OK, so maye I’m not a vegetarian deep down. I had been itching for some fried chicken. And hinting at the fact that maybe we REQUIRE a waffle maker in the house. When my upstairs neighbors/landlords (Jim and Abbe) mentioned they had a Belgian waffle maker, it seemed obvious that a fried chicken and waffles dinner was due. Since they have the machine, and I’m a good little southern girl, they’re making the waffles while I’m in charge of frying up the chicken.
First things first, marinating the chicken. I let the pieces spend the day soaking in a lovely buttermilk and hot sauce bath. You, know to relax them for their delicious journey through deep frying and into my mouth. For hot sauce, I buy Youk’s, which is made at Maverick restaurant in San Francisco. Coincidentally, I also use Maverick’s fried chicken recipe. Those punks know how it’s done. At least in my opinion.
When it was time to get to business I made the dredge. Lots and lots of spices go into this one. There’s even cinnamon. I think that’s just swell.
After I mixed the spices and flour, I tossed in the chickens.
Then the frying happened.
All the while Abbe was working that waffle maker with some cornmeal waffles.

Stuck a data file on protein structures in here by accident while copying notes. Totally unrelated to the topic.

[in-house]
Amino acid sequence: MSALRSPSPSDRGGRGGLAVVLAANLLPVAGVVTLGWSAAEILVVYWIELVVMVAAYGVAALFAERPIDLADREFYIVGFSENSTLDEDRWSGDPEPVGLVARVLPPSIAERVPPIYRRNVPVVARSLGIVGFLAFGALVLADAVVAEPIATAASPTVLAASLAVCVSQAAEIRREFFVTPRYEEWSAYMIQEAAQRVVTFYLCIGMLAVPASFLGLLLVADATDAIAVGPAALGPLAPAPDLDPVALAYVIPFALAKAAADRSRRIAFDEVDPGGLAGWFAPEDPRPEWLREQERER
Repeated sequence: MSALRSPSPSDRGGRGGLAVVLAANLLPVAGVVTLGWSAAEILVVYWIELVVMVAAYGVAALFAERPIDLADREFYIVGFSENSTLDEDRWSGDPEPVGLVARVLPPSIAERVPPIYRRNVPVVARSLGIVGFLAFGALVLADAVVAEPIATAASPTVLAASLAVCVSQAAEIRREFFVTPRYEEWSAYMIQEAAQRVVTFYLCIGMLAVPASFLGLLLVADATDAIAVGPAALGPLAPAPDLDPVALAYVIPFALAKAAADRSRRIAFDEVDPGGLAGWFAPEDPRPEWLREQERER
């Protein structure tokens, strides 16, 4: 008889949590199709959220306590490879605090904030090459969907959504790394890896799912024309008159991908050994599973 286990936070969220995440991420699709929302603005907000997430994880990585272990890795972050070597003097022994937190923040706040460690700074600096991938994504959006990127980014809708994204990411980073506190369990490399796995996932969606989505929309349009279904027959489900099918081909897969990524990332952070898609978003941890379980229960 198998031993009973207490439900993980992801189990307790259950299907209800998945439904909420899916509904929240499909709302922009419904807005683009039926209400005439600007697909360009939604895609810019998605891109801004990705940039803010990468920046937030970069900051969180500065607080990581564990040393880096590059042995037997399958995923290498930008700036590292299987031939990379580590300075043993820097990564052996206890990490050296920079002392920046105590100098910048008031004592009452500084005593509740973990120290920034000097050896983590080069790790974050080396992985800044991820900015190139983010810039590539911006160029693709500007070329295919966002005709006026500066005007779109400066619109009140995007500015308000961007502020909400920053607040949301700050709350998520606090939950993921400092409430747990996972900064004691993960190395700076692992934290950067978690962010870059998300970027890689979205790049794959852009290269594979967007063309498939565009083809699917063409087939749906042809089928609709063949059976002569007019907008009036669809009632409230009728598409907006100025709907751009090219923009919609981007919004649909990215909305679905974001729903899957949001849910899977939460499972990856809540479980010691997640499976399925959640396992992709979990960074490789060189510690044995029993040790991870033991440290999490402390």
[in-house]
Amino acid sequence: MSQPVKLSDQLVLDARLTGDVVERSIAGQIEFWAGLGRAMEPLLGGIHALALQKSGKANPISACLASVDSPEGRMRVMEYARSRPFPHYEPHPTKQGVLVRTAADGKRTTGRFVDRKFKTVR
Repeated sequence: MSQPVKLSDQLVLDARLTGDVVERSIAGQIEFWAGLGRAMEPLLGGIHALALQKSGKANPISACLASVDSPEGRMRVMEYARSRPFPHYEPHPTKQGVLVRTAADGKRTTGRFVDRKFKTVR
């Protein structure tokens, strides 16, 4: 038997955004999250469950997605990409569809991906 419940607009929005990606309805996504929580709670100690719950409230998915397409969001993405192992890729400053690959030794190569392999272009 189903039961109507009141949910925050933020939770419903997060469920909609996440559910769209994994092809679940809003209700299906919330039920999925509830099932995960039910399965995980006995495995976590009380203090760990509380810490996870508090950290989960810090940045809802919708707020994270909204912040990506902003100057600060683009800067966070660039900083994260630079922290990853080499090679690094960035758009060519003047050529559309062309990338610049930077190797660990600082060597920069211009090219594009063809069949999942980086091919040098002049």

I’ll be frank, it was kind of obscene. A drizzle of maple syrup and some greens later and we were staring down one gluttonous dinner.
I might feel a little dirty now. And I’m not even gonna mention the chocolate caramel tart that Abbe snuck in for dessert. But it was worth it. Sooooo worth it.
1 3 1/2-pound whole fryer, cut up into pieces
1 cup buttermilk
1 tablespoon hot sauce
1 gallon peanut oil
8 ounces flour
2 tablespoons ground black pepper
1 1/2 teaspoons cayenne
1 tablespoon dried thyme
1 tablespoon dried oregano
1 1/2 teaspoon paprika
1 1/2 teaspoon chile powder
1/3 teaspoon cinnamon
Pinch white pepper
3 tablespoons kosher salt
- Place chicken in a large container and cover with buttermilk and hot sauce. Let stand for at least 1 hour or overnight.
- Pour peanut oil into large stockpot. Do not fill more than halfway; the chickens will raise the level of your oil and could boil over. Bring oil temperature up to 310°, using a digital thermometer to monitor.
- In large bowl, mix all dry ingredients. Piece by piece, pull the chicken out of the buttermilk, letting excess drip off, and dredge completely in flour. Pack flour on to the breasts lightly and repeat these steps for all.
- Place chicken, one piece at a time into the oil. The pieces should be completely submerged. Be careful not to crowd, and probably do one to two pieces at a time. Do not stir; let the oil do the work. If the oil temperature drops below 260°, give more heat. But the temperature should never exceed 320°.
The oil will start to slow down and the chicken pieces will float to the top. Using a strainer or tongs, pull out the chicken piece by piece. Test firmness. If the chicken gives a lot, put it back. If it doesn’t give at all, they’re done. Wings will take about 5 minutes; legs, breasts and thighs around 10-12 minutes. When cooked through, salt immediately. Put in a warm oven if you are doing batches, or let dry on cooling rack, towels or paper towels. Do not stack them.